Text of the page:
Given that we've been evolving for millions of years, and generally reckon it's our intelligence that's given us the edge as a species, it's perhaps surprising that we're all not a little bit brighter.
But according to researchers at the University of Warwick and the University of Basel, we've pretty much hit the limits, and we're never going to develop a science fiction-style 'supermind'.
Thomas Hills and Ralph Hertwig looked at a range of studies, including research into the use of drugs like Ritalan which help with attention, studies of people with autism and a study of the Ashkenazi Jewish population.
And they've concluded that there's just too severe a penalty. For every gain in cognitive functions, they say - such as a better memory, increased attention or improved intelligence - there's a price to pay elsewhere.
For instance, people with enhanced cognitive abilities - such as savants, people with photographic memories, and even genetically segregated populations of individuals with above average IQ - often suffer from related disorders, such as autism, debilitating synaesthesia and neural disorders linked with enhanced brain growth.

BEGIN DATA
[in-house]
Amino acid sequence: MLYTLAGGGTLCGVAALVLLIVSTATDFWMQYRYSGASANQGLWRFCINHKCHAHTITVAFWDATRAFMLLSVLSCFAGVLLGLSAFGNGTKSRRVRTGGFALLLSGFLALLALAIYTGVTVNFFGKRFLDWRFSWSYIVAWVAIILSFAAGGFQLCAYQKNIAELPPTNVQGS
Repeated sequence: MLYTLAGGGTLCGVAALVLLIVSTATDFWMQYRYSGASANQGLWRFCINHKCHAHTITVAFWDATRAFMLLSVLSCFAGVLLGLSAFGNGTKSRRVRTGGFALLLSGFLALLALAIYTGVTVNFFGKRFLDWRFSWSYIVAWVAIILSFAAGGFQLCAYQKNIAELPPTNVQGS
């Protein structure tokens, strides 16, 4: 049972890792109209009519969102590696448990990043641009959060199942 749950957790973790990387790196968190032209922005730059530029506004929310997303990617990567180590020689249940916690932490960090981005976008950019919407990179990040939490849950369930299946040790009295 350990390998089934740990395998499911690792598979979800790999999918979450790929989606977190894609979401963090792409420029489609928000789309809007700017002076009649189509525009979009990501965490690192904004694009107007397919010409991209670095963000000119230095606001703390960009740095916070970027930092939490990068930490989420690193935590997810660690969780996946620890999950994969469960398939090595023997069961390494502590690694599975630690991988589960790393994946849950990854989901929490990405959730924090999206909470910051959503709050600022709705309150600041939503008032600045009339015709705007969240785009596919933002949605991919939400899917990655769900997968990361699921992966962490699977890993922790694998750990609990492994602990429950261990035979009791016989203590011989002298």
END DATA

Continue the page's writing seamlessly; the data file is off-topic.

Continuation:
Similarly, drugs like Ritalan only help people with lower attention spans, whereas people who don’t have trouble focusing can actually perform worse when they take attention-enhancing drugs.
"These kinds of studies suggest there is an upper limit to how much people can or should improve their mental functions like attention, memory or intelligence," says Hills.
"In other words, there is a ‘sweet spot’ in terms of enhancing our mental abilities. If you go beyond that spot - just like in the fairy-tales - you have to pay the price."